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10.7. Tables

Perhaps as a result of a generic need to be able to describe table layout -- something CSS1 lacks -- CSS2 includes a handful of features that apply directly to tables and table cells. First, there are 10 new table-related values for display:

table
inline-table
table-column-group
table-column
table-row-group
table-row
table-cell
table-caption
table-header-group
table-footer-group 

While the effects of most of these are obvious from their names, at least two may not be familiar to you. table-header-group and table-footer-group are used to mark the header and footer of a table. These are displayed, respectively, above or below all the rows of the table, but not outside of the table's caption.

Another interesting effect is that you can align text on a character by using the text-align property. For example, if you wanted to line up a column of figures on a decimal point, you might declare:

TD { text-align: "." }

As long as a set of cells are grouped into a column, their content will be aligned so that the periods all line up along a vertical axis.

Far from relying on existing properties, CSS2 provides a whole array of brand-new properties in the table section. Here are a few of them:

There are also properties describing how visibility and vertical-align are applied to tables. There is also a caption-side property, which functions exactly the same as the ALIGN attribute on the <CAPTION> tag, and the property speak-header-cell, which controls how header cells are handled by speech-generating browsers (more on that later).

does not exist. Those words were picked carefully because they help explain what's going on here. Since the border doesn't exist, it can't have any width, so the width is automatically set to 0 (zero). This may seem completely backward, but it actually makes a great deal of sense. After all, if a drinking glass is empty, you can't really describe it as being half-full of nothing. You can only discuss the depth of a glass's contents if it has actual contents. In the same way, talking about the width of a border only makes sense in the context of borders that have some existence.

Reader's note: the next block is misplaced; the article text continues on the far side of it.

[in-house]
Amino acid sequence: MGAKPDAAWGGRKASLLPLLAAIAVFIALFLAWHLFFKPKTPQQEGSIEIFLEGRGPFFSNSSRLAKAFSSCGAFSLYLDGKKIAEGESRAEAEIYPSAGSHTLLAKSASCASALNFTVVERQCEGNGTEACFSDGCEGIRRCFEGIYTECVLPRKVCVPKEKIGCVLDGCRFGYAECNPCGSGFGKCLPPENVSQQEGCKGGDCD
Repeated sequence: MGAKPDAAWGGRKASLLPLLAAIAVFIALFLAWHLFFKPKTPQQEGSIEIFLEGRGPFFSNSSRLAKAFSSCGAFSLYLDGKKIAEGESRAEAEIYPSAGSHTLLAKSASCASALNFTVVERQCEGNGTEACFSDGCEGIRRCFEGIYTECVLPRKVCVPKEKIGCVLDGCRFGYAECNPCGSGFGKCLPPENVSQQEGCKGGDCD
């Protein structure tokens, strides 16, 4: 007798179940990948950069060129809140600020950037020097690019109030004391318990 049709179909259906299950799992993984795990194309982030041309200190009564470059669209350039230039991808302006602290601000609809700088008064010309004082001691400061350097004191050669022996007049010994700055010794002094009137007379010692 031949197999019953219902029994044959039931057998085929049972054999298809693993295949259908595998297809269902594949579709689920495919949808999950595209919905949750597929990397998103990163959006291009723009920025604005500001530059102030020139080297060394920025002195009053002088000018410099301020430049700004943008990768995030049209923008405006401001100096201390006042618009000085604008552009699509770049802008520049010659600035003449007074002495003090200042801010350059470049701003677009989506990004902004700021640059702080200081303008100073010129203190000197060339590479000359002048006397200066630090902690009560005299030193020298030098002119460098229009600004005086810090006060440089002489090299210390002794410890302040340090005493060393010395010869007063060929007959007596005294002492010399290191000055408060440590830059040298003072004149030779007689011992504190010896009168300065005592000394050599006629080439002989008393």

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Figure 8-15

Figure 8-15. Centering an element with automatic margins

WARNING

As of this writing, only Internet Explorer 4.5 and 5 for the Macintosh and Opera 3.6 will center elements using auto margins.

The other possibility is when one of the margins and the width are set to be auto. In this case, then the margin set to be auto is reduced to zero:

P[class="directions"] {color: red;}
P.directions {color: red;}
DIV[ID="abc123"] {color: blue;}
DIV#abc123 {color: blue;}

Obviously, the latter rule in each pair is much simpler to type and edit, and you'll probably use such rules in most circumstances.

If you want an exact match, you can use an ordinary attribute selector. Thus, the following rule:

BODY {background-image: url(bigyinyang.gif);
background-position: -150px -100px;}

So, with the background repeating, we can see from Figure 6-48 that the tiling pattern starts with the position specified by background-position. This first image is known as the origin image , and it's very important to understanding the next section.

Figure 6-48

Figure 6-48. Use of the background-position property sets the origin of the tiling pattern

Negative margins have an impact on vertical formatting as well,affecting how margins are collapsed. If there are negative verticalmargins, then the browser should take the absolute maximum of thenegative margins and subtract that from the maximum of any positivemargins.

In the case where there are only two margins to be collapsed, onepositive and the other negative, the situation is handled in a fairlysimple manner. The absolute value of the negative margin is